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CruiseMates' Readers Cruise Reviews


Celebrity Cruises

Millennium
by Alex Skabry
Caribbean
January, 2001

Our Background:
My wife Vicki and I are both in our early 40's, and lead a fairly hectic lifestyle full of tension, so we board ships with fair regularity bound for the Caribbean every winter. In addition, this affords us some escape from Northeast winters. Although not as well traveled as some who write these reviews (this winter marked our fourth and fifth trips with Celebrity), we have sailed on all the classes of ships Celebrity has to offer (the Zenith, Horizon, Galaxy and now Millennium) plus we had the opportunity to stay on board for back-to-back cruises. I think this adds some veracity to report, if not a little different spin.

While not money conscious, like most people looking into Celebrity we enjoy stretching the value of our vacation dollar and hope we can offer some tips to fellow travelers.

Arrival:
We book our own airfare to Ft. Lauderdale, saving on airfare and spending the $8 on a taxi to get to port, so we have nothing to offer about meeting cruise personnel at the airport. (This regularly saves us some $200 per trip.) As Captain's Club members we have never had a single problem getting on board, and this trip I noted the time from cab to getting on board: twelve minutes. This alone pays for the expense of being a Club member.

About getting onboard: be assured your luggage will take longer than you expect to get to your cabin! Remove the items you will need to enjoy the pool, or if you are prone to fretting, have your evening wear with you. Luggage invariably takes until 5:00 to arrive, and if you don't arrive in your bathing suit can mean a wasted day of needed sunshine. From the grumbling of other cruisers, this apparently is not the case on other ships, although we experienced it once with HAL.

One other thing about arrival: you'll find waiters walking about with "Celebrity glasses" (ala Tom Collins glasses) filled with Bahama Mama's as you stroll around the pool. Be aware those are not complementary drinks, and will cost you $6.95 plus tip.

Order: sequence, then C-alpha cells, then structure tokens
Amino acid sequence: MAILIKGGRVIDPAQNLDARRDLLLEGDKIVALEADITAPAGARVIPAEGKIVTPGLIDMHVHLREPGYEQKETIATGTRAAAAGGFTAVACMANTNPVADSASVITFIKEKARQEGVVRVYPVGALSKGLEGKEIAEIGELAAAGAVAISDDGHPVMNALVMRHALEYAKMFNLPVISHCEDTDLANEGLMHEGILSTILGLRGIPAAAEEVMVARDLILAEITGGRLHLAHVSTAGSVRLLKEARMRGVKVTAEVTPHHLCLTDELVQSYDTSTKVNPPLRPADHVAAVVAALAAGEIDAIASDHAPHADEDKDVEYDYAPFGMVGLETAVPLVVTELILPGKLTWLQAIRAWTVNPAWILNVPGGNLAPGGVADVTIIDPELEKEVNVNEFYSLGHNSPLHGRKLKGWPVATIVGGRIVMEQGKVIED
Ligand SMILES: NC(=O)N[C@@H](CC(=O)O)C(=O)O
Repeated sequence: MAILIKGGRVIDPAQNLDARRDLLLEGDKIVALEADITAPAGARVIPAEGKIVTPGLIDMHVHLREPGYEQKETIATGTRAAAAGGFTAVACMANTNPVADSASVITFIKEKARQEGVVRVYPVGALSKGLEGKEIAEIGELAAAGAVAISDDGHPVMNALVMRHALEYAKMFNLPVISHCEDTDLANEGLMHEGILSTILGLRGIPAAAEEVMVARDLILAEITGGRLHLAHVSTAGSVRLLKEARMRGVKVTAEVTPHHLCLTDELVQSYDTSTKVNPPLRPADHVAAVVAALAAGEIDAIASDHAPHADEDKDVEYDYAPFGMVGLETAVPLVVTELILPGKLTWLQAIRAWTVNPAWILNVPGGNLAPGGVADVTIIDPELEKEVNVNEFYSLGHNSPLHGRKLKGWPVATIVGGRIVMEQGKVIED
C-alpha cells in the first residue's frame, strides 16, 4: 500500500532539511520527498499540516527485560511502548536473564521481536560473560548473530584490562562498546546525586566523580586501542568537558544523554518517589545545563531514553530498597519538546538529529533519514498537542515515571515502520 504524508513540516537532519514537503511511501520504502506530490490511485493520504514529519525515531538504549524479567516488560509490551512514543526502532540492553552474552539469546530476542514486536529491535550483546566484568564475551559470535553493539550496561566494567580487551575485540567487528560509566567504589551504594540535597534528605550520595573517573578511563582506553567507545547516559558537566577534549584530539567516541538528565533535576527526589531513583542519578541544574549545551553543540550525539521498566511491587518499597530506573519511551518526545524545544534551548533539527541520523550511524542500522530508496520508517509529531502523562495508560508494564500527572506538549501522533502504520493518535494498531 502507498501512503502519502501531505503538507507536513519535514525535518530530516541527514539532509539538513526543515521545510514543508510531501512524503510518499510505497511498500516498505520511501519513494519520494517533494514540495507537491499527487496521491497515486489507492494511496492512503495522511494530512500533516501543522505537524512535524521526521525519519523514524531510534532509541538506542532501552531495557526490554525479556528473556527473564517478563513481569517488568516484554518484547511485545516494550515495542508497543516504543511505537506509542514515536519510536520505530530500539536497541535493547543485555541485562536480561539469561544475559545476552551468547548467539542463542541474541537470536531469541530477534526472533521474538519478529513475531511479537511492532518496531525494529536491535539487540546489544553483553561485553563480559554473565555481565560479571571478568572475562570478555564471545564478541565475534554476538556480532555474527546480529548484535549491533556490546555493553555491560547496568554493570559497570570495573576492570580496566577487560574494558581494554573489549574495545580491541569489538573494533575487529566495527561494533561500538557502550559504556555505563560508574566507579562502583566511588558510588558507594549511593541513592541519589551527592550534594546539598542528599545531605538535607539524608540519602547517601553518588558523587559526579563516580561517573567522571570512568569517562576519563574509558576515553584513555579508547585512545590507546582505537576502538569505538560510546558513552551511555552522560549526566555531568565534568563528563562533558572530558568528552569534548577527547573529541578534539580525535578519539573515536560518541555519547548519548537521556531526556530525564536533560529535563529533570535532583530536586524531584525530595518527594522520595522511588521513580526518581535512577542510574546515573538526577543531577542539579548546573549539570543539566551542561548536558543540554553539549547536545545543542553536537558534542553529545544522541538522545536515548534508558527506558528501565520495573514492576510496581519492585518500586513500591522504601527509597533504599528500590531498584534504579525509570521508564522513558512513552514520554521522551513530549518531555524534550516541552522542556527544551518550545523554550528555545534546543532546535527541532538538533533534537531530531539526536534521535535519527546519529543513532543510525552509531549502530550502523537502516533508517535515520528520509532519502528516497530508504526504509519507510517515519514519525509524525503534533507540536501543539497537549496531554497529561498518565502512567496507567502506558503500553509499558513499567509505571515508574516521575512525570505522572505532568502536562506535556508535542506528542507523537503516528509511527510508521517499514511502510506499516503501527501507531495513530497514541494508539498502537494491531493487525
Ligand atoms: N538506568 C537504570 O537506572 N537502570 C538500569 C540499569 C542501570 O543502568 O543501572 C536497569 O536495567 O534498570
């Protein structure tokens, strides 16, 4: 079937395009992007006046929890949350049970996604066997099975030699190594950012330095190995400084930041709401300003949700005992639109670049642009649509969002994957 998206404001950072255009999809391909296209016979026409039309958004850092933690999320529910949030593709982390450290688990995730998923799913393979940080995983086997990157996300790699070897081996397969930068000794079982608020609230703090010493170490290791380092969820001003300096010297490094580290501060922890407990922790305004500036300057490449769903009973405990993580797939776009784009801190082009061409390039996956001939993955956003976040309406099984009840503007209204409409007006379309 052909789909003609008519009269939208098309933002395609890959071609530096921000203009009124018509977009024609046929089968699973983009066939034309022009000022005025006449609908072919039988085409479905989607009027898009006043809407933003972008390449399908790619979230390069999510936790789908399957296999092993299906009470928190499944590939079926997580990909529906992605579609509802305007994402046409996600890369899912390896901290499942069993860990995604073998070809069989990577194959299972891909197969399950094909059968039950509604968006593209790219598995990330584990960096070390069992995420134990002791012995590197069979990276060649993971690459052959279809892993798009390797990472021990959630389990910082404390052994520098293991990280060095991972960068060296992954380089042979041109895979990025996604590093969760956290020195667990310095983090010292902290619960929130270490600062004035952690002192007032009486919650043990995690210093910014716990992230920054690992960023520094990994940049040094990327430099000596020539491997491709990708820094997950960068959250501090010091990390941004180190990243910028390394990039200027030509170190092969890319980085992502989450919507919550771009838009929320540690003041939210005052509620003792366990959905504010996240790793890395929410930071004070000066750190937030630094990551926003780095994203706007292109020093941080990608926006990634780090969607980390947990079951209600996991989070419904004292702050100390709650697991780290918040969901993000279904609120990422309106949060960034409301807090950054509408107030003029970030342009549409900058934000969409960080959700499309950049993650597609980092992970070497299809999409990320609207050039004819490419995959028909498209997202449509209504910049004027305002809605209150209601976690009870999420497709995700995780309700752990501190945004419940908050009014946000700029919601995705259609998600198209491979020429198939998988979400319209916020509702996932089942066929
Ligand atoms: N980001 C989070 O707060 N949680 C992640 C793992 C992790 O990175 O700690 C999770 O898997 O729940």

The Cabin:
Can't say too much about that here. We stayed in inside staterooms, on the third floor and on the seventh. The little table provided is a bit of a pain, but the steward took it out for us to give us a little leg room. If you've sailed the other ships in the line, you'll notice a little less storage available as they have removed space to put in a useless refrigerator, presumably as another profit center. But that's really a minor quibble, as we are both could barely fill the allotted space even over a two week trip.

They also provide you with bathrobes, which of course will be added to your bill should you leave with them.

The Ship:
Stunning in most every regard where we were privy to go. Obviously, we could not go into the more expensive cabins, so I leave you to other reviews. The beauty of the (mostly modern) artwork provided is subjective, but not the quantity, which is copious. Personally, I enjoyed it a great deal. The Tower is place of quiet and reserve, filled with plants and orchids and lined with glass facing out onto the ocean, with a winding staircase leading to a wonderful reading area. The main bar, Cosmos, is lit like a NYC bar, with an ample dance space. But be careful out there dancing...there are some ridges cut into the dance floor for some ridiculous reason. Again, artwork abounds even here.